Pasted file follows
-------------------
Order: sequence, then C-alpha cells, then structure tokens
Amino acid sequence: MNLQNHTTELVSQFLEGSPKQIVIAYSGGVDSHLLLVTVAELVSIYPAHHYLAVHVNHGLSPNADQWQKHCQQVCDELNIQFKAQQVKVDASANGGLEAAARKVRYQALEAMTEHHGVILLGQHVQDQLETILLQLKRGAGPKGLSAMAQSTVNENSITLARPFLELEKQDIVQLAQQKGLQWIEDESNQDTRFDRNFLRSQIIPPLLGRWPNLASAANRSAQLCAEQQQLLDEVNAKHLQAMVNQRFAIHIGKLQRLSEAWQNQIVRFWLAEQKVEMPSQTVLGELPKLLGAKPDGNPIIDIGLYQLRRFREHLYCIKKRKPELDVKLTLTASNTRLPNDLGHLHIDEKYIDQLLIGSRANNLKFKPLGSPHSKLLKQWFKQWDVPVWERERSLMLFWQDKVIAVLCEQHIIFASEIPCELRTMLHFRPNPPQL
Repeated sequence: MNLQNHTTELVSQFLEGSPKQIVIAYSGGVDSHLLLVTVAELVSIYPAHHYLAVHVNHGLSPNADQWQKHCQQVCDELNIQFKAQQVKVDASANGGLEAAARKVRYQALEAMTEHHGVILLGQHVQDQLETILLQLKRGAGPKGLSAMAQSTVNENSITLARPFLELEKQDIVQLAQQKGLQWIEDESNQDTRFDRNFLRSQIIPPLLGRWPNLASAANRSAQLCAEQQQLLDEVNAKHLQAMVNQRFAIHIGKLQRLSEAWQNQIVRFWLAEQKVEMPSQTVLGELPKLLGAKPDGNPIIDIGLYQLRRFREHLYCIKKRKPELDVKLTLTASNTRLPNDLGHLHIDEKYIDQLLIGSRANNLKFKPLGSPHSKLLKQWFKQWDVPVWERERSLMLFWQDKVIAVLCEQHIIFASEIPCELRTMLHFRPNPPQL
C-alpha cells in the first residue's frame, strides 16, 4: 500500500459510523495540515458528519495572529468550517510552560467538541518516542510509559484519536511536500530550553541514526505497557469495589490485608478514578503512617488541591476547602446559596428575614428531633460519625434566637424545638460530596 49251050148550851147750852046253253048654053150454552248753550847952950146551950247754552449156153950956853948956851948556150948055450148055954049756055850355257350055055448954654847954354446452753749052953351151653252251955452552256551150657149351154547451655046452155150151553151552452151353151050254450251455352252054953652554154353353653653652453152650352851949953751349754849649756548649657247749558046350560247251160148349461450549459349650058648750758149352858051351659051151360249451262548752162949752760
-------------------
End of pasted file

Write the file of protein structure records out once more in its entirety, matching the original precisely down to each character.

Order: sequence, then C-alpha cells, then structure tokens
Amino acid sequence: MNLQNHTTELVSQFLEGSPKQIVIAYSGGVDSHLLLVTVAELVSIYPAHHYLAVHVNHGLSPNADQWQKHCQQVCDELNIQFKAQQVKVDASANGGLEAAARKVRYQALEAMTEHHGVILLGQHVQDQLETILLQLKRGAGPKGLSAMAQSTVNENSITLARPFLELEKQDIVQLAQQKGLQWIEDESNQDTRFDRNFLRSQIIPPLLGRWPNLASAANRSAQLCAEQQQLLDEVNAKHLQAMVNQRFAIHIGKLQRLSEAWQNQIVRFWLAEQKVEMPSQTVLGELPKLLGAKPDGNPIIDIGLYQLRRFREHLYCIKKRKPELDVKLTLTASNTRLPNDLGHLHIDEKYIDQLLIGSRANNLKFKPLGSPHSKLLKQWFKQWDVPVWERERSLMLFWQDKVIAVLCEQHIIFASEIPCELRTMLHFRPNPPQL
Repeated sequence: MNLQNHTTELVSQFLEGSPKQIVIAYSGGVDSHLLLVTVAELVSIYPAHHYLAVHVNHGLSPNADQWQKHCQQVCDELNIQFKAQQVKVDASANGGLEAAARKVRYQALEAMTEHHGVILLGQHVQDQLETILLQLKRGAGPKGLSAMAQSTVNENSITLARPFLELEKQDIVQLAQQKGLQWIEDESNQDTRFDRNFLRSQIIPPLLGRWPNLASAANRSAQLCAEQQQLLDEVNAKHLQAMVNQRFAIHIGKLQRLSEAWQNQIVRFWLAEQKVEMPSQTVLGELPKLLGAKPDGNPIIDIGLYQLRRFREHLYCIKKRKPELDVKLTLTASNTRLPNDLGHLHIDEKYIDQLLIGSRANNLKFKPLGSPHSKLLKQWFKQWDVPVWERERSLMLFWQDKVIAVLCEQHIIFASEIPCELRTMLHFRPNPPQL
C-alpha cells in the first residue's frame, strides 16, 4: 500500500459510523495540515458528519495572529468550517510552560467538541518516542510509559484519536511536500530550553541514526505497557469495589490485608478514578503512617488541591476547602446559596428575614428531633460519625434566637424545638460530596 49251050148550851147750852046253253048654053150454552248753550847952950146551950247754552449156153950956853948956851948556150948055450148055954049756055850355257350055055448954654847954354446452753749052953351151653252251955452552256551150657149351154547451655046452155150151553151552452151353151050254450251455352252054953652554154353353653653652453152650352851949953751349754849649756548649657247749558046350560247251160148349461450549459349650058648750758149352858051351659051151360249451262548752162949752760